Research on new media work suggests that older, established management
practices have little role in contemporary precarious working lives. In their place, a
different form of management has taken hold a management of self, in which
power operates not through formal, top-down structures or bureaucratic rationalities
but through technologies of selfhood in which a novel form of worker-subjectivity is
incited into being. . .In new media work there is a great deal to take care of --
particularly, but not exclusively, for those freelancing or setting up microbusinesses.
You are required to train yourself; keep up-to-date; find or create your own work;
monitor your progress; compare yourself to others; anticipate what comes next;
maintain your distinct reputation; meet deadlines whatever costs they exert on your
body or relationships; prepare for contingencies such as illness, injury, or old age;
make contacts; network; and socialize and to do all of this is an atmosphere in
which your success or failure is understood in entirely individualistic terms. There is
no time when you can switch it off, because all of life has become a ‘social factor’
(Tronti, 1966), an opportunity for work. . .There is no outside to work, as one of the
interviewees put it: Life itself is a pitch. (Gill as cited in Deuze, 2011, p. 260)
The projects participants echo the sentiments expressed by Rosalind Gill where they not
only must deal with constantly upgrading technological skills, leveraging their time and
energy, finding their work and negotiating deals, developing and maintaining a social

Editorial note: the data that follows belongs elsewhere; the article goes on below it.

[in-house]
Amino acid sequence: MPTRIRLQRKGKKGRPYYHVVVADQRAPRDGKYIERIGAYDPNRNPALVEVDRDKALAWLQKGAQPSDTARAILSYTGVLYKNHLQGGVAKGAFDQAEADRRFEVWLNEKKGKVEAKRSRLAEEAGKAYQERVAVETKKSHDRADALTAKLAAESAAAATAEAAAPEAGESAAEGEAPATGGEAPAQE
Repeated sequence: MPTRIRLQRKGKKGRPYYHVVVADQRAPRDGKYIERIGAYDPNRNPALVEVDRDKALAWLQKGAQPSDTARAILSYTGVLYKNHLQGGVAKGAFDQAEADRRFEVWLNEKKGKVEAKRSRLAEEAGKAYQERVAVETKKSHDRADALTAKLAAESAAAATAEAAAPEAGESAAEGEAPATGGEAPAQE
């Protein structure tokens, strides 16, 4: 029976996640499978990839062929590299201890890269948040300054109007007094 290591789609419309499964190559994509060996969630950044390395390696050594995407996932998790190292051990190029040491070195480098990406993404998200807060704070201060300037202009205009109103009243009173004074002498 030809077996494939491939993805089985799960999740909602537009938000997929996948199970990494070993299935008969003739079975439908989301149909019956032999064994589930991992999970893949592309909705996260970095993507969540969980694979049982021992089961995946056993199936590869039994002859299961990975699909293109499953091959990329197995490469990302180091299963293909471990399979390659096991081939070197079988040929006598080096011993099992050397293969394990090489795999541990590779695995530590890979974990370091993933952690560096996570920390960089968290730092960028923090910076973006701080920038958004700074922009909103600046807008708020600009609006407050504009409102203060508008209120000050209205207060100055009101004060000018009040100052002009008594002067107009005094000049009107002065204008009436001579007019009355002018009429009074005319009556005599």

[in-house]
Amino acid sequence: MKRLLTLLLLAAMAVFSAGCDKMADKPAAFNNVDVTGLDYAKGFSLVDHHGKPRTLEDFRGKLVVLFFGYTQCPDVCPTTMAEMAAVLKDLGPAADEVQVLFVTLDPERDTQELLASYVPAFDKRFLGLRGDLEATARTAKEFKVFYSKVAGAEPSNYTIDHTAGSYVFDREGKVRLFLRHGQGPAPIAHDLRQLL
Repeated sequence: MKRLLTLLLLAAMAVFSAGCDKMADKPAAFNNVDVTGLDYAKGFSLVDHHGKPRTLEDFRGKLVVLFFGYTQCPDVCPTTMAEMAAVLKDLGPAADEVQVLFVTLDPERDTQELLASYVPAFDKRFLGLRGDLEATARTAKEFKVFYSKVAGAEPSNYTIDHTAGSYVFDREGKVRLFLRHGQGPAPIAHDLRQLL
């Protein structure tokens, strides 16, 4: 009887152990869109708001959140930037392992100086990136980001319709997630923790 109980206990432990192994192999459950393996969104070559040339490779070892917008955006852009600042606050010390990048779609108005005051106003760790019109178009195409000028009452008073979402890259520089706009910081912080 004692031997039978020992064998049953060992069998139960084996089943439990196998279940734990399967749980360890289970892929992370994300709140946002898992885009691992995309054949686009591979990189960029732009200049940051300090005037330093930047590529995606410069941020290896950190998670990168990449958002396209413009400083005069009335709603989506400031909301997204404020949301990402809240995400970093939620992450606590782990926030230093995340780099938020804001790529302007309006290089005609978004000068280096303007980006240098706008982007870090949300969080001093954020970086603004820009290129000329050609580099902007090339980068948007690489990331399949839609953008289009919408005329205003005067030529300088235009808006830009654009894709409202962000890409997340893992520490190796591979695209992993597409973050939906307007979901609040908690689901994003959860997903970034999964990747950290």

network, and most importantly completing the work in a timely, responsible and personable
manner. In addition, they have the precariousness of tighter budgets and deadlines
precipitated by the dot-com crash, September 11th and heading into the recession. This is
not to say that full-time workers are not reeling in the same manner, but freelancers
completely lack the safety net of unemployment compensation.
Carol E. Beck (Videographer): Post 9/11 Freelance and Flipping Off The Flip
There is also the realization for many of these freelancers of the post September 11th era
that a different kind of expectation is evolving. Carol, a videographer for nationally
recognized corporate clients comments on the new freelance and flippantly says, “We
want you to work for endless hours for no pay freelance work.” Carol discusses the lesson
and high price she paid for holding client expenses post 9/11:
There was a lot of economic fallout from post 9/11. Companies froze their
accounts. I was left holding the bag on thousands of dollars worth of expenses I
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